The Moorings, St. Ed’s collaborate with scientists on novel ecology project

Volunteers check oyster cages at The Moorings. [Photo provided]

Oysters have been used widely in the Indian River Lagoon for small-scale water purification in recent years, but now the Ocean Research and Conservation Association has begun to use them as sentinels to find and track pollution entering the lagoon.

With the help of residents at the Moorings Yacht & Country Club and students at nearby St. Ed’s, ORCA is deploying oysters in cages at the community’s docks as biological alarm bells.

“Our focus at ORCA is upstream solutions,” ORCA founder and chief scientist Dr. Edie Widder said. “You can’t take the cream out of the coffee. The idea you can put oysters out there and they take it all away – I’m skeptical.” Hence the idea of using the filter-feeding creatures, which can purify up to 30 gallons of water a day each, as sentinels.

The pilot project began last summer when Moorings “Green Team” leaders Judi Honiss and Ardi Schneider invited Widder and her colleagues to place six cages containing 30 oysters each at three of the community’s lagoon docks. St. Ed’s marine science teacher Meghan Buckley’s students helped Moorings volunteers build the cages.

Various oyster restoration projects have been conducted throughout the 156-mile-long estuary for years by researchers and conservationists hoping the mollusks would proliferate and remove toxins and other pollutants that feed algae blooms and kill marine life. But results so far have been mixed, and Widder had become doubtful about their effectiveness.

For that reason, she decided this oyster project would be different: While the oysters would still purify the water around them to some extent, the main purpose of the deployment would be for the oysters to tell the scientists what, exactly, is going on with water quality in the lagoon, providing information to guide future restoration projects.

Here’s what’s happened so far:

After being deployed in August, the oysters and their cages were brought up monthly for observation – the last time in November.

Widder said the results were, to put in mildly, unexpected. The mollusks, she said, grew like “gangbusters” – one third of a millimeter per day.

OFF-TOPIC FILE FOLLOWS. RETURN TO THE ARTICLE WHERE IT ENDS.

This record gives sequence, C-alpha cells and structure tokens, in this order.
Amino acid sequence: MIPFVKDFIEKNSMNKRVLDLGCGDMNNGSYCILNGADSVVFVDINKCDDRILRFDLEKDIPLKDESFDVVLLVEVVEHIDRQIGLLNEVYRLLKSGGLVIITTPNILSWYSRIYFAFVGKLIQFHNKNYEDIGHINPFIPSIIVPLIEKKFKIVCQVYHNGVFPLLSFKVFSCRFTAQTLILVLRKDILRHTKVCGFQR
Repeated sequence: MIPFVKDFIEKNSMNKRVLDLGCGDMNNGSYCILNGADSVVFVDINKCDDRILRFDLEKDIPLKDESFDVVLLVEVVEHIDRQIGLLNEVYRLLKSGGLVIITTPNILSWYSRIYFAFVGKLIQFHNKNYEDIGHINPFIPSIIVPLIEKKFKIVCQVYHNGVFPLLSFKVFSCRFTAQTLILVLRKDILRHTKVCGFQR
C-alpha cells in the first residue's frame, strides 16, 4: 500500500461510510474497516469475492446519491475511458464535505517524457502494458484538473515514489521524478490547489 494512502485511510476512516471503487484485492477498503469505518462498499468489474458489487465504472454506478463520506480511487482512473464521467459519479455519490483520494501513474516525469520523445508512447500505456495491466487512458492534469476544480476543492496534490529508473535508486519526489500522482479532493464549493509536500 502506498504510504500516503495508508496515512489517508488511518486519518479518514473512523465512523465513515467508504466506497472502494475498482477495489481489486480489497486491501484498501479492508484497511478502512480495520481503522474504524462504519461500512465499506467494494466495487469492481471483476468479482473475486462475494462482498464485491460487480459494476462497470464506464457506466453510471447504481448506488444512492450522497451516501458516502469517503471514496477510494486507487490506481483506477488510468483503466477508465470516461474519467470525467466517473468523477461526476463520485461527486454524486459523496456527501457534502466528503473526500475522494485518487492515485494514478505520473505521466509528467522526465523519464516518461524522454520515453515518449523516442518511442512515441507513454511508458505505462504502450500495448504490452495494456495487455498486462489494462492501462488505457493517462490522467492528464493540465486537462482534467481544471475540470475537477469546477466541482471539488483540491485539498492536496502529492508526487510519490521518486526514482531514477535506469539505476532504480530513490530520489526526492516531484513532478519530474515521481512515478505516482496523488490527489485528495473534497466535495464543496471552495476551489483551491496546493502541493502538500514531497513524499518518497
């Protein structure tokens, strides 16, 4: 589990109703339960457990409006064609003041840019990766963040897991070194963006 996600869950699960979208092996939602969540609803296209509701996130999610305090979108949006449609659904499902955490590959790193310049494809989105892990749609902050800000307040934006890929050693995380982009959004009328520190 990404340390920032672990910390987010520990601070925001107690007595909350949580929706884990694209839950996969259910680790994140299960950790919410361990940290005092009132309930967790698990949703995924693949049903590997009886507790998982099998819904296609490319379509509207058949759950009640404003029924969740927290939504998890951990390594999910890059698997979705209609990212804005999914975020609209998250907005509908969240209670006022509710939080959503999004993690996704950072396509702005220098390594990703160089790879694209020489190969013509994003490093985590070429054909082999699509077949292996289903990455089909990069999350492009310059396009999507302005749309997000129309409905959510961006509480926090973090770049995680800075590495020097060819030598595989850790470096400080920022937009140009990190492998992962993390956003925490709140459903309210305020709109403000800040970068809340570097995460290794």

“It was crazy,” she said. “Growth was phenomenal.”

That was the good news; the bad news, she said, was that tests using bioluminescent bacteria revealed the oysters had become “very toxic, very fast.”

They might be growing quickly but eating them would not be a great idea.

However, while the bioluminescent assays revealed the presence of toxins, the test did not identify them. So Widder sent samples out for more specific tests.

Turns out, the usual suspect – microcystin, a toxin produced by blue-green algae that has killed pets and made people sick – was not the culprit. So that finding called for even more tests to check for the presence of heavy metals and for glyphosate, the active ingredient in the popular herbicide Round Up, which is blamed for causing non-Hodgkin’s lymphoma in some people exposed to it.

Results of those tests are still pending. But the first phase of the pilot project, Widder and Green Team members say, indicates a clear need for a phase two that will provide expanded monitoring and, eventually, help pinpoint the nature and sources of pollution in the lagoon near the Moorings.

So now more Moorings residents are being recruited to sponsor oyster-cage test sites with more cages and more oysters deployed for a longer period than in phase one. And Widder hopes more communities lining the lagoon will get on board.

“We are very gratified that folks at the Moorings are willing to help us,” Widder said. “We’re using the oysters to find where pollutants are entering the system and then follow the source. We can give a report card on the lagoon from the oysters’ point of view.”

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